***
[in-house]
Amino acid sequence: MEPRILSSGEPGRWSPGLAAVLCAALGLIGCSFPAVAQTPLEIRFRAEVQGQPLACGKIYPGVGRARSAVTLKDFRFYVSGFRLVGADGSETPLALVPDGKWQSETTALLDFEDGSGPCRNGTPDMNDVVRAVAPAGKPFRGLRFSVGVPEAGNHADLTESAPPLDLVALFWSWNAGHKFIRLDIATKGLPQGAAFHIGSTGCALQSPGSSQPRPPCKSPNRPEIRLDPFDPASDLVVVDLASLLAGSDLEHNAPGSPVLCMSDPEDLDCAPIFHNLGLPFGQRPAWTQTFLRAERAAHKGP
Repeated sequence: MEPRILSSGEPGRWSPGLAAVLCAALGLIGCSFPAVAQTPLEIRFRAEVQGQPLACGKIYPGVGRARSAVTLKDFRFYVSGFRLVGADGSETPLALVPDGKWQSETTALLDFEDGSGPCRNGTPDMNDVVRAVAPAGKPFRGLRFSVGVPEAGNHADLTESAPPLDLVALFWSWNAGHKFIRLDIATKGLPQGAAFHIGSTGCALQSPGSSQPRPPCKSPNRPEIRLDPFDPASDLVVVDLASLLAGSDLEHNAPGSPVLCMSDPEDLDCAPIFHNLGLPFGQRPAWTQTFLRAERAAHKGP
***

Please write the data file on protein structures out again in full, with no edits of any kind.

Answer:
[in-house]
Amino acid sequence: MEPRILSSGEPGRWSPGLAAVLCAALGLIGCSFPAVAQTPLEIRFRAEVQGQPLACGKIYPGVGRARSAVTLKDFRFYVSGFRLVGADGSETPLALVPDGKWQSETTALLDFEDGSGPCRNGTPDMNDVVRAVAPAGKPFRGLRFSVGVPEAGNHADLTESAPPLDLVALFWSWNAGHKFIRLDIATKGLPQGAAFHIGSTGCALQSPGSSQPRPPCKSPNRPEIRLDPFDPASDLVVVDLASLLAGSDLEHNAPGSPVLCMSDPEDLDCAPIFHNLGLPFGQRPAWTQTFLRAERAAHKGP
Repeated sequence: MEPRILSSGEPGRWSPGLAAVLCAALGLIGCSFPAVAQTPLEIRFRAEVQGQPLACGKIYPGVGRARSAVTLKDFRFYVSGFRLVGADGSETPLALVPDGKWQSETTALLDFEDGSGPCRNGTPDMNDVVRAVAPAGKPFRGLRFSVGVPEAGNHADLTESAPPLDLVALFWSWNAGHKFIRLDIATKGLPQGAAFHIGSTGCALQSPGSSQPRPPCKSPNRPEIRLDPFDPASDLVVVDLASLLAGSDLEHNAPGSPVLCMSDPEDLDCAPIFHNLGLPFGQRPAWTQTFLRAERAAHKGP